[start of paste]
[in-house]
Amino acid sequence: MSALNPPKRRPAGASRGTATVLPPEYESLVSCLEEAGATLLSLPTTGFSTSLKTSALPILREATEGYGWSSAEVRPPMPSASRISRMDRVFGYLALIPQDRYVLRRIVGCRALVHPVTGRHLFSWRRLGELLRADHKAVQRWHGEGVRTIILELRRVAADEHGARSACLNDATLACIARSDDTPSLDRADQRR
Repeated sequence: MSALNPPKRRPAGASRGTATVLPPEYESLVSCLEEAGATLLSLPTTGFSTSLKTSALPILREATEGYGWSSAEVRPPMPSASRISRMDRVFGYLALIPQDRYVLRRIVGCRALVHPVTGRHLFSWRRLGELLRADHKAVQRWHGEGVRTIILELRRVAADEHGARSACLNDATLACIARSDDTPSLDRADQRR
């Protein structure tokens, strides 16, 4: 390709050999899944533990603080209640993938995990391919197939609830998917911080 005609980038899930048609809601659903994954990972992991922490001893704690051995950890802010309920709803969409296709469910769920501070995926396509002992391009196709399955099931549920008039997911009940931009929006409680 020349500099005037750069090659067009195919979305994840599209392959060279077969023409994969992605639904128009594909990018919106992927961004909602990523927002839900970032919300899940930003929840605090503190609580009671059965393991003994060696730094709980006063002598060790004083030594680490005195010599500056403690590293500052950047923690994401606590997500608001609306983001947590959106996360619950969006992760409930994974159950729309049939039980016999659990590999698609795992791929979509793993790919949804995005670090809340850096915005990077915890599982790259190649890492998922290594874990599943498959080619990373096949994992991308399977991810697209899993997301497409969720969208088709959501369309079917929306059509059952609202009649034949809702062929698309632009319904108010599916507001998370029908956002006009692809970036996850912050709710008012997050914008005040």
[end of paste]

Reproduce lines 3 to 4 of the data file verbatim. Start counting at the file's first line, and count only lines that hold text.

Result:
Repeated sequence: MSALNPPKRRPAGASRGTATVLPPEYESLVSCLEEAGATLLSLPTTGFSTSLKTSALPILREATEGYGWSSAEVRPPMPSASRISRMDRVFGYLALIPQDRYVLRRIVGCRALVHPVTGRHLFSWRRLGELLRADHKAVQRWHGEGVRTIILELRRVAADEHGARSACLNDATLACIARSDDTPSLDRADQRR
């Protein structure tokens, strides 16, 4: 390709050999899944533990603080209640993938995990391919197939609830998917911080 005609980038899930048609809601659903994954990972992991922490001893704690051995950890802010309920709803969409296709469910769920501070995926396509002992391009196709399955099931549920008039997911009940931009929006409680 020349500099005037750069090659067009195919979305994840599209392959060279077969023409994969992605639904128009594909990018919106992927961004909602990523927002839900970032919300899940930003929840605090503190609580009671059965393991003994060696730094709980006063002598060790004083030594680490005195010599500056403690590293500052950047923690994401606590997500608001609306983001947590959106996360619950969006992760409930994974159950729309049939039980016999659990590999698609795992791929979509793993790919949804995005670090809340850096915005990077915890599982790259190649890492998922290594874990599943498959080619990373096949994992991308399977991810697209899993997301497409969720969208088709959501369309079917929306059509059952609202009649034949809702062929698309632009319904108010599916507001998370029908956002006009692809970036996850912050709710008012997050914008005040």